Two scenarios for uranium production have been developed by applying a standard 80% capacity utilisation rate to anticipated mine production capacity. On the assumption that new mines come into operation as currently planned, production should rise towards 40 000 tU per annum in the period to 2010 in both cases. Thereafter, further increases are dependent on some of the prospective production capacity coming into operation. If all mines currently envisaged come into operation, production could exceed 55 000 tU by 2020 (Chapter 4).
Imports from Russia and the Newly Independent States (NIS) continue to be a major supply source for the Western world. It is now judged that over 150 000 tU (including primary production and secondary sources) has been exported from the NIS to the West since 1989. There remain uncertainties about the magnitude and character of Russian inventories and stockpiles, and it is still unclear where they will be consumed and how long these will last. However, it is known that spare Russian enrichment capacity is being used to re-enrich depleted uranium from the West, and that this has become an important source of secondary supply to both Eastern and Western markets. Ex-military high enriched uranium (HEU) from both Russia and, potentially, the United States will be an important element in the market in the period to 2015 (and possibly thereafter), but ex-military plutonium will have only a minor impact (Chapter 4).
There are discrete markets for conversion, enrichment and fuel fabrication services. Demand for each service is clearly linked to that for uranium and for the other services, but each market has to be considered individually. Most of the secondary sources which will have an impact on the uranium market will also affect the conversion and enrichment markets. The fuel fabrication market differs from the others in that it supplies a highly differentiated product, rather than a bulk commodity-type service (Chapters 3, 4 and 5).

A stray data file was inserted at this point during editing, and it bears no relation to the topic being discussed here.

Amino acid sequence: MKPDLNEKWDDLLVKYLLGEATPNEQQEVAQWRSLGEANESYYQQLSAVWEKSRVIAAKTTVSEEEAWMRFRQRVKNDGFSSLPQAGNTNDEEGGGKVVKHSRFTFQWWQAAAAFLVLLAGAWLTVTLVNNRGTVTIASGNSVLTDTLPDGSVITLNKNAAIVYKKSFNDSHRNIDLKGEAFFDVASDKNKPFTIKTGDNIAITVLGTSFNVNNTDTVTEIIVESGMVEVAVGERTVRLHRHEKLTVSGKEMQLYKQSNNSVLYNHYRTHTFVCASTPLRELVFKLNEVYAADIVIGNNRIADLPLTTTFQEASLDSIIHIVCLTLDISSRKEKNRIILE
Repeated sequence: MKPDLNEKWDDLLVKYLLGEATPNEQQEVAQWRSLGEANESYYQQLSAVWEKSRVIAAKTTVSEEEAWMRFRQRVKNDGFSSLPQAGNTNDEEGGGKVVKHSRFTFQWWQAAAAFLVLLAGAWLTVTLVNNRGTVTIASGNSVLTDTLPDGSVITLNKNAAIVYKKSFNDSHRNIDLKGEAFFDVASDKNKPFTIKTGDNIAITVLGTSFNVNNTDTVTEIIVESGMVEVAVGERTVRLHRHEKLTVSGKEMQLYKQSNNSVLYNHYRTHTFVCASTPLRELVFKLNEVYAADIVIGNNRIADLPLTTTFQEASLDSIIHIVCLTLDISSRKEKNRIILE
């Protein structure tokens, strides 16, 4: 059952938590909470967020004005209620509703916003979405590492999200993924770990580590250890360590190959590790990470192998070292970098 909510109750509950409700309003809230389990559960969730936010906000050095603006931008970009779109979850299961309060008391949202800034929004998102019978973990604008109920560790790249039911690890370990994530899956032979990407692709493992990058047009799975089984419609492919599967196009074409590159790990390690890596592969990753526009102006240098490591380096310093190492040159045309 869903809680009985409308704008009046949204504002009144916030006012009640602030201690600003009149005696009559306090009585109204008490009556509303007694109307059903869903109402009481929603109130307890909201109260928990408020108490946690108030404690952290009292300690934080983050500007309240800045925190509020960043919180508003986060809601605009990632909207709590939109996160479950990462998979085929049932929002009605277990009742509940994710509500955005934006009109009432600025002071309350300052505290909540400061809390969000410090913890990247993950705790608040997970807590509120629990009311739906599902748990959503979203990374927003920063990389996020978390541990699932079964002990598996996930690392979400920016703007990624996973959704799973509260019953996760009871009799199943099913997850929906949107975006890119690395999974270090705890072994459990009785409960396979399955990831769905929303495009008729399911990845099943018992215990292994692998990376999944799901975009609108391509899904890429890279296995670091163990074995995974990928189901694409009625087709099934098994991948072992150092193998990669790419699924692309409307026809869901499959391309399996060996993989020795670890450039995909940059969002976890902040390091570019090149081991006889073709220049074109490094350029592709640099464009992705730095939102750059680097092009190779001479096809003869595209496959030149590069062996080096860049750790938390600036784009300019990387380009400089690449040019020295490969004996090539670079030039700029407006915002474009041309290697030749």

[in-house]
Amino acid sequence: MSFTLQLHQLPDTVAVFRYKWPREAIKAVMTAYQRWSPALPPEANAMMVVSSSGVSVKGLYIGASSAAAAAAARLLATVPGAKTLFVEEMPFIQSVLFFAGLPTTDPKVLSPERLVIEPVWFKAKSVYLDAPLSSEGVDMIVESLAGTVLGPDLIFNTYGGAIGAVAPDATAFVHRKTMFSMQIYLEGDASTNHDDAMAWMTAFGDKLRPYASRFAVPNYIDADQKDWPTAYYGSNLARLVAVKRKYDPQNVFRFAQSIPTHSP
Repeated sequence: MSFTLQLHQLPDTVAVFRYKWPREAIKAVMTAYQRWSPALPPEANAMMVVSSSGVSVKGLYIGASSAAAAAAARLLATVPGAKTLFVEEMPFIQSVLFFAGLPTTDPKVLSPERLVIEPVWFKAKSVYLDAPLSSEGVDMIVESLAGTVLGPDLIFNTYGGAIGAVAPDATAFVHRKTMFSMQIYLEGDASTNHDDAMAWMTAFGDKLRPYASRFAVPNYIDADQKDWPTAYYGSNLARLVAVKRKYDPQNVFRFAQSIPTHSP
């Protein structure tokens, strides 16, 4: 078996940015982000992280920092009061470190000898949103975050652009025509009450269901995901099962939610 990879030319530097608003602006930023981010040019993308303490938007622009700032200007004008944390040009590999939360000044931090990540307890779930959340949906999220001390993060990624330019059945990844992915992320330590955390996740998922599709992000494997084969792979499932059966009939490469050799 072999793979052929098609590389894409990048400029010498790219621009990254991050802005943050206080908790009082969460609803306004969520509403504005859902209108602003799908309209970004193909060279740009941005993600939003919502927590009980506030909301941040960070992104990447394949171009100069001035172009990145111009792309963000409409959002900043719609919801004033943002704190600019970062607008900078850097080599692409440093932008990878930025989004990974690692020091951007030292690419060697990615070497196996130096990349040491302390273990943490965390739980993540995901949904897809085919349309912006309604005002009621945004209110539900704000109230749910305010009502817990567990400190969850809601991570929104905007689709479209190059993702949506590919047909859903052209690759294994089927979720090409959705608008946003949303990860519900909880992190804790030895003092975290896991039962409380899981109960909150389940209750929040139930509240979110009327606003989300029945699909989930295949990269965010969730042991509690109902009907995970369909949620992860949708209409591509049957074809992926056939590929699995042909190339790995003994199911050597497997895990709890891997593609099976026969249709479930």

Combining all primary and secondary uranium supply sources suggests that the nuclear fuel market will be adequately supplied in the period to 2010, but the period beyond is clouded with some uncertainty. The ending of the HEU deal between Russia and the United States in 2013 may prove to be a major watershed, and it is clear that primary production must rise substantially to make up the loss of this source of supply. There have always been significant risks for the nuclear power industry in over-reliance on supplies from secondary sources, as additional primary supplies can only be brought on line with some delay. Much consolidation has already occurred in the uranium mining industry, and new uranium projects face many challenges in entering production (Chapter 5).
© copyright The World Nuclear Association 2003